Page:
Indeed, La Vinotinto were to have several strong opportunities to increase the score as the Peruvians increasingly conceded possession and space. In the 76th minute, Arango burst forward slightly to the right-of-centre 30 yards out but, with only one defender separating him and Rondón, his pass went slightly askew, forcing the Zenit man into a wide position from where he could only win a corner. A couple of minutes later, Rondón attempted to turn provider when a poor clearance was rapidly headed into his path on the right, which he quickly released into the area but his intended target, César González, was in a difficult position and was unable to direct it goalwards. Another two minutes passed and Rondón again nearly set up a goal as he flicked on a ball centrally for Arango who, just inside the area, momentarily had a clear sight of goal, but a defender was ultimately to catch up and put him off making a meaningful connection with the ball.

Three minutes after this Arango was to have another, arguably better, chance to score as a cross sprayed from the right by Guerra drifted over two players tangling in the centre all the way to the Xolos de Tijuana man on the left of the area. Blessed with considerable time to shape up and shoot with only a defender’s desperate lunge separating him and the goalkeeper, he nevertheless dragged his shot wide of the far post.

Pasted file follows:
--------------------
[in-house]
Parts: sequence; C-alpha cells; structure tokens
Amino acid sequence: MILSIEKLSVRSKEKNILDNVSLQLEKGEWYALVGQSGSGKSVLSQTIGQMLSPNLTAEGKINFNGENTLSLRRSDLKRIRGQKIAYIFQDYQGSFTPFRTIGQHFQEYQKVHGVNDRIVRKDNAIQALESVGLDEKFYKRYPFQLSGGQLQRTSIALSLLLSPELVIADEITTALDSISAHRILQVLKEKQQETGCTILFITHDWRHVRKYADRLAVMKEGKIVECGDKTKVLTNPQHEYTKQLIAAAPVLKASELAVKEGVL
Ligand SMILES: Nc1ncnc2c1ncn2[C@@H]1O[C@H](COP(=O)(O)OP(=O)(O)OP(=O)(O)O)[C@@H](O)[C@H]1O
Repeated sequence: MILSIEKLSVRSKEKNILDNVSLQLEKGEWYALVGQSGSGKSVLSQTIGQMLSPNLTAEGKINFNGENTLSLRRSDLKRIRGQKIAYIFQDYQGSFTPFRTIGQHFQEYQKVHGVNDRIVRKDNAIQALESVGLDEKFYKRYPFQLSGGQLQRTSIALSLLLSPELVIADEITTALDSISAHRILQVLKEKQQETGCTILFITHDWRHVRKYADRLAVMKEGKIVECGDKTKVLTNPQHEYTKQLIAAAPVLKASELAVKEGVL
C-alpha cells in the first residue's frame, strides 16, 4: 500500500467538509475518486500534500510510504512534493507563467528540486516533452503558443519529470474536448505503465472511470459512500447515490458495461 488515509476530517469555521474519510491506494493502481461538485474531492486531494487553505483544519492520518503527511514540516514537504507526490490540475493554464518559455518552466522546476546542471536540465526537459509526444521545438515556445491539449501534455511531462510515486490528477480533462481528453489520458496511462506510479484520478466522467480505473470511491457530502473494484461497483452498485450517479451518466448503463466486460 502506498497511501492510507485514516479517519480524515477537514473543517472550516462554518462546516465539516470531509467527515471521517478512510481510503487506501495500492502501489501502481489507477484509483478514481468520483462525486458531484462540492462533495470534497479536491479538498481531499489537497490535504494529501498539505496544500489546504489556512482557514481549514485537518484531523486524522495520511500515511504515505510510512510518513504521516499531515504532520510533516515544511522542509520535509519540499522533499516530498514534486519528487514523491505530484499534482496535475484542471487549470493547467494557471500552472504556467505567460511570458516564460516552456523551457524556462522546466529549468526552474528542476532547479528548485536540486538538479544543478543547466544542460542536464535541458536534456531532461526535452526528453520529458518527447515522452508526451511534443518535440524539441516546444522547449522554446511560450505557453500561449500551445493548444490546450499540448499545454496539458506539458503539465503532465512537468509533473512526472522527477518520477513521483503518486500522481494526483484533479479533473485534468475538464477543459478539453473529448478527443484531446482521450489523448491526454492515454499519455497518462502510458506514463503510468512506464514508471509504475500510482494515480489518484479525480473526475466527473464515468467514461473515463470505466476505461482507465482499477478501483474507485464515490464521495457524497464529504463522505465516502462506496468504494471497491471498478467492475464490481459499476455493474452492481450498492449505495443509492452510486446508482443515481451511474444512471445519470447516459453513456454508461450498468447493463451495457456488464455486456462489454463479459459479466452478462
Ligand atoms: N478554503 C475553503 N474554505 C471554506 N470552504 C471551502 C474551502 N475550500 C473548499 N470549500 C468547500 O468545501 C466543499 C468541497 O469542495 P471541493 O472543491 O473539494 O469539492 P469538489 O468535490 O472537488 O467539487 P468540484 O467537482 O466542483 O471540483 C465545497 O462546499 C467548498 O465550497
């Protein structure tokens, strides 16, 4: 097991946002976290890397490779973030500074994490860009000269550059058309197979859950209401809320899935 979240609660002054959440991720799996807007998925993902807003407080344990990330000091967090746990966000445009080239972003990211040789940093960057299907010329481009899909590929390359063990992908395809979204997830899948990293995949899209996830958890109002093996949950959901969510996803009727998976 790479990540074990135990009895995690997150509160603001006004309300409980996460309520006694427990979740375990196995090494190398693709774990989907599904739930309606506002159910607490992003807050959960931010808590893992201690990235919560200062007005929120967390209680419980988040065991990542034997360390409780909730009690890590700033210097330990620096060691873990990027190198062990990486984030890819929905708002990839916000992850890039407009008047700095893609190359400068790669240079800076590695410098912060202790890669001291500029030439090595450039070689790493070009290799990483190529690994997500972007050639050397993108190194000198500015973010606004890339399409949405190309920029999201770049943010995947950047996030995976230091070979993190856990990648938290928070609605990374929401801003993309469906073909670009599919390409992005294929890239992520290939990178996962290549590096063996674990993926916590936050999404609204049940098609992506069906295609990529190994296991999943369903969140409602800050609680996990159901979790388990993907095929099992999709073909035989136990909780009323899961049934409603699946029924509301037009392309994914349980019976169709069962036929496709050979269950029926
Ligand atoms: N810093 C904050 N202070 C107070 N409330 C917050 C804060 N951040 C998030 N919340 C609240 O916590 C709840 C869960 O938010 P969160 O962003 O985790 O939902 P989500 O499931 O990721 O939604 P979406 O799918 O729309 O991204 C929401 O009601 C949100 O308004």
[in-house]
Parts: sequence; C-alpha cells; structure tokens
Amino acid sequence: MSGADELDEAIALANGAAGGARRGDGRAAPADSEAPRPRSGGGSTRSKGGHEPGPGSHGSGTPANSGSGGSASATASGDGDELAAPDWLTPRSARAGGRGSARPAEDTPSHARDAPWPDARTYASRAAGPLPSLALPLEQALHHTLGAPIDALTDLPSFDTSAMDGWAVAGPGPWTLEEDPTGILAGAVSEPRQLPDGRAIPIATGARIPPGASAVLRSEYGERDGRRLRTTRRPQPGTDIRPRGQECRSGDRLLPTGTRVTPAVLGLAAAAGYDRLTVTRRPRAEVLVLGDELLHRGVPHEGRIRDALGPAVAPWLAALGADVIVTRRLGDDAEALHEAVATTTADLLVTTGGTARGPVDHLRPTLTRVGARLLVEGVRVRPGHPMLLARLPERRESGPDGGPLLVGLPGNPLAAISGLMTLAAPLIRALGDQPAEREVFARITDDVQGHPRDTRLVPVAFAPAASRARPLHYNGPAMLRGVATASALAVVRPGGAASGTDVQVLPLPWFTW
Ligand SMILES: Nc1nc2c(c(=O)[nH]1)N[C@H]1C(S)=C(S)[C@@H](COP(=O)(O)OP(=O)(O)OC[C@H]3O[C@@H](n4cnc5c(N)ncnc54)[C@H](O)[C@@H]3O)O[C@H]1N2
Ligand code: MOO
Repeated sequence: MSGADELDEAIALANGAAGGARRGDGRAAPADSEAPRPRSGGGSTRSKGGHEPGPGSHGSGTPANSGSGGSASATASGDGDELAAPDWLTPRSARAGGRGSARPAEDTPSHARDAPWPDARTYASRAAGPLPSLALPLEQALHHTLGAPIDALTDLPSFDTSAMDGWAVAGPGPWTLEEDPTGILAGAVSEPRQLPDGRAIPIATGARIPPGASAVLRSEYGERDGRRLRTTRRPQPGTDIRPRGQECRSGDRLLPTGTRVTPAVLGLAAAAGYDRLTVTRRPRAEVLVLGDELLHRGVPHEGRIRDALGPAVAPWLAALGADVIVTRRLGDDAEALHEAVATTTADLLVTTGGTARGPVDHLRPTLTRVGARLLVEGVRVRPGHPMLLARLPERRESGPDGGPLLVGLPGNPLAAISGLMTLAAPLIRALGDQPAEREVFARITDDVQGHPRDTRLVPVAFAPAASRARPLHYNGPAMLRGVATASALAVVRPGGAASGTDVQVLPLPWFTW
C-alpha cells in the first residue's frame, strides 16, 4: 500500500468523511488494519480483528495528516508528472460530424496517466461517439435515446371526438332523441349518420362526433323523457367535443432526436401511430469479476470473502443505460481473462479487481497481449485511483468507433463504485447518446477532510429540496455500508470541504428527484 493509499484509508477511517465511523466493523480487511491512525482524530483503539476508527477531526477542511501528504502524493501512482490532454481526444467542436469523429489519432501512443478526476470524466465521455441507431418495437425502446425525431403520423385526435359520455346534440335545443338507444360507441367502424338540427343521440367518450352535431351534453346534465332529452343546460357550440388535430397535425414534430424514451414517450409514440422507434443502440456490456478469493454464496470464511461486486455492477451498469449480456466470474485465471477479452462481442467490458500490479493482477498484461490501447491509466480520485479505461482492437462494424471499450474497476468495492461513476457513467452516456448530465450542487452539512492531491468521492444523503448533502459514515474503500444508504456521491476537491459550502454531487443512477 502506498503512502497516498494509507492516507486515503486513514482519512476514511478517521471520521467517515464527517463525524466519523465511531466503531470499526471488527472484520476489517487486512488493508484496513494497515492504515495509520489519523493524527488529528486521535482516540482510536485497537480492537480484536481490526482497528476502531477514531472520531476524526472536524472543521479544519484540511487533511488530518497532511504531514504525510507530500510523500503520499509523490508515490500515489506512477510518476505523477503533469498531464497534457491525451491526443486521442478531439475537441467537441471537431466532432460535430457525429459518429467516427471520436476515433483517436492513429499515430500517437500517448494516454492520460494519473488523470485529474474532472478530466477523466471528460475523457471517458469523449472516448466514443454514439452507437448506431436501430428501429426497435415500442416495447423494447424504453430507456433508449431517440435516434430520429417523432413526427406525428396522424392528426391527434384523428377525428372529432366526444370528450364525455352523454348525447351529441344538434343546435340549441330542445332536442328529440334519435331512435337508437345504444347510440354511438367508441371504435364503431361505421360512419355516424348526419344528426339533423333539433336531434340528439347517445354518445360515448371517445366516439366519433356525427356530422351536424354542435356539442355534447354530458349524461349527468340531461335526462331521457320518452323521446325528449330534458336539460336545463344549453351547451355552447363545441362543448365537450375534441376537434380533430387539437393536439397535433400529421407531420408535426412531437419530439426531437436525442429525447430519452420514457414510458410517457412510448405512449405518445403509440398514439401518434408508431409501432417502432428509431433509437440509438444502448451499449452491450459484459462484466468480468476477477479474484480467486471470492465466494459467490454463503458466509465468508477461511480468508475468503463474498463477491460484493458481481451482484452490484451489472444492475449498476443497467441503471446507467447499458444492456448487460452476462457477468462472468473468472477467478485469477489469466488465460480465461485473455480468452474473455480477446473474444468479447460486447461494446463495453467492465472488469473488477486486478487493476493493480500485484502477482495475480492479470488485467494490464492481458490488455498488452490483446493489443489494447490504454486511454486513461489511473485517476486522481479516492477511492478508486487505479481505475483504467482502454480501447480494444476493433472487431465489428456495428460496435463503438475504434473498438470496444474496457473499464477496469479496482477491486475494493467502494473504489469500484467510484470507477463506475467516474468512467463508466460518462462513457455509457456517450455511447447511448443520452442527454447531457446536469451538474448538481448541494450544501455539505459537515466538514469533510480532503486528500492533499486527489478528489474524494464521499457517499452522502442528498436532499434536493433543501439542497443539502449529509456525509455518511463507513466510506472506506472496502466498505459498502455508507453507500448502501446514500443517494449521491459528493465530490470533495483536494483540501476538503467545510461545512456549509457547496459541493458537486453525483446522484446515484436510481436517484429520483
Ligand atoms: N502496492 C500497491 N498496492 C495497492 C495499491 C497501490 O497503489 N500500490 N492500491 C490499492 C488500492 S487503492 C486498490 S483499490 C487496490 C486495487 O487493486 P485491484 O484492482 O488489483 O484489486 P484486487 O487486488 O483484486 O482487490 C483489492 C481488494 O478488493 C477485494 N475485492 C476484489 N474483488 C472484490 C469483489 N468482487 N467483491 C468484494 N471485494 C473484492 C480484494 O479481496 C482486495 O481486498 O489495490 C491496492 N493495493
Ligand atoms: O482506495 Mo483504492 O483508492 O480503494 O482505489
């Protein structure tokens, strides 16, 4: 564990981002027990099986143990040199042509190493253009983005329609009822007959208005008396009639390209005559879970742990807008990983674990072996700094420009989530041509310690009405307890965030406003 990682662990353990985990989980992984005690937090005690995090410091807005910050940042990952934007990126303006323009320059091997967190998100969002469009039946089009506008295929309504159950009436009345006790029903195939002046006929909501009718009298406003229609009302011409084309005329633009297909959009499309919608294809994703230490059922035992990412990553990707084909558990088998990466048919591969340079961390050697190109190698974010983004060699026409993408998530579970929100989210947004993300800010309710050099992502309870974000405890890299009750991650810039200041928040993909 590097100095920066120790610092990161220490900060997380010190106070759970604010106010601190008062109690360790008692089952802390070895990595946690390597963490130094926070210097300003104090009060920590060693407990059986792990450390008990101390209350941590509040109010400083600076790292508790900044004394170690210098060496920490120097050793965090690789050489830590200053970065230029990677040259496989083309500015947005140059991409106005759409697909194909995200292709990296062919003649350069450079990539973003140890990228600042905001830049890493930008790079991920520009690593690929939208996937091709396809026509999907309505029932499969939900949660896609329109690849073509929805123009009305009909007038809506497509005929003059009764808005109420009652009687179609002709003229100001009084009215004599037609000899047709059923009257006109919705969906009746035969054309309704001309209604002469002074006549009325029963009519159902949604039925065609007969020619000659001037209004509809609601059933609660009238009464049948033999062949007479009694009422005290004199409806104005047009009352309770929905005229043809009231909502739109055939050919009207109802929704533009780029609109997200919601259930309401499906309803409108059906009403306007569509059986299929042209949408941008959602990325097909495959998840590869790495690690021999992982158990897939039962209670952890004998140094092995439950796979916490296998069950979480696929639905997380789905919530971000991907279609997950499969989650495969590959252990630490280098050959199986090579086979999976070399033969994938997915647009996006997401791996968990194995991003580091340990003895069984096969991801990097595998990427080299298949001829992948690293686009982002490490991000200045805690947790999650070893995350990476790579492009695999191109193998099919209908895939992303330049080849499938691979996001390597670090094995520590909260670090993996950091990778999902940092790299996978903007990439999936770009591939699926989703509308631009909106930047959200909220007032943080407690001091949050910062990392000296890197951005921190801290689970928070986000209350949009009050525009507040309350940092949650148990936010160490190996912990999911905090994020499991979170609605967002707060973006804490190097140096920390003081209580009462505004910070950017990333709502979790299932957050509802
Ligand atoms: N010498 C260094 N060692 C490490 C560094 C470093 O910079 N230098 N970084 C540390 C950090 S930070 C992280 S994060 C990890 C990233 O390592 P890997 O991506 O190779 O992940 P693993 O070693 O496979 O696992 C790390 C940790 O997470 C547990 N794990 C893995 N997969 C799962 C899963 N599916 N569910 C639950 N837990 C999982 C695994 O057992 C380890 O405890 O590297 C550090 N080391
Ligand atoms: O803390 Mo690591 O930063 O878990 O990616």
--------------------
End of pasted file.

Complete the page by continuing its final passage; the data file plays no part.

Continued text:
With just three minutes remaining, Arango nearly managed to go some way towards making up for these wasted opportunities when, from the left inside the area, he slid the ball through to Guerra. Yet, from a mere seven yards out, ‘El Lobo’ was to sidefoot a very presentable opportunity straight at the chest of Gallese who managed to parry it out.